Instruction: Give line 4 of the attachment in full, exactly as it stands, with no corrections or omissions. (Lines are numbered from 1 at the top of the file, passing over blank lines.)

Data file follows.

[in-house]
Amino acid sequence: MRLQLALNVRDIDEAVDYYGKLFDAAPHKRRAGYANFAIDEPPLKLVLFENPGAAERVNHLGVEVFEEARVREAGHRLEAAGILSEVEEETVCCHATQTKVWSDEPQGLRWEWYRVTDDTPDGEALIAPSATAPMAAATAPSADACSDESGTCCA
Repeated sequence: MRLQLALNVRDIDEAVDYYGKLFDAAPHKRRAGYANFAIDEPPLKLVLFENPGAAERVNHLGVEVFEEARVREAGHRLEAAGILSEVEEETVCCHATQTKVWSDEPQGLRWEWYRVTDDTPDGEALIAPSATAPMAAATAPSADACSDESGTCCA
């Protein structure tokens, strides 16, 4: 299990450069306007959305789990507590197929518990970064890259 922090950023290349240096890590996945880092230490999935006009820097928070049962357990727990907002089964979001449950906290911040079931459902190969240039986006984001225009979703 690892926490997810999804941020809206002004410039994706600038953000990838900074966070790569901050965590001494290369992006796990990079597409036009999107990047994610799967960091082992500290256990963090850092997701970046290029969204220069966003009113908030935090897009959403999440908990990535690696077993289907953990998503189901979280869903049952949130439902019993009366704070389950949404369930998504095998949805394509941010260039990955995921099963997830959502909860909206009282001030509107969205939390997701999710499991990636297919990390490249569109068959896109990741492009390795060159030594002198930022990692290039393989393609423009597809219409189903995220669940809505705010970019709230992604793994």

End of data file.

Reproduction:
């Protein structure tokens, strides 16, 4: 299990450069306007959305789990507590197929518990970064890259 922090950023290349240096890590996945880092230490999935006009820097928070049962357990727990907002089964979001449950906290911040079931459902190969240039986006984001225009979703 690892926490997810999804941020809206002004410039994706600038953000990838900074966070790569901050965590001494290369992006796990990079597409036009999107990047994610799967960091082992500290256990963090850092997701970046290029969204220069966003009113908030935090897009959403999440908990990535690696077993289907953990998503189901979280869903049952949130439902019993009366704070389950949404369930998504095998949805394509941010260039990955995921099963997830959502909860909206009282001030509107969205939390997701999710499991990636297919990390490249569109068959896109990741492009390795060159030594002198930022990692290039393989393609423009597809219409189903995220669940809505705010970019709230992604793994």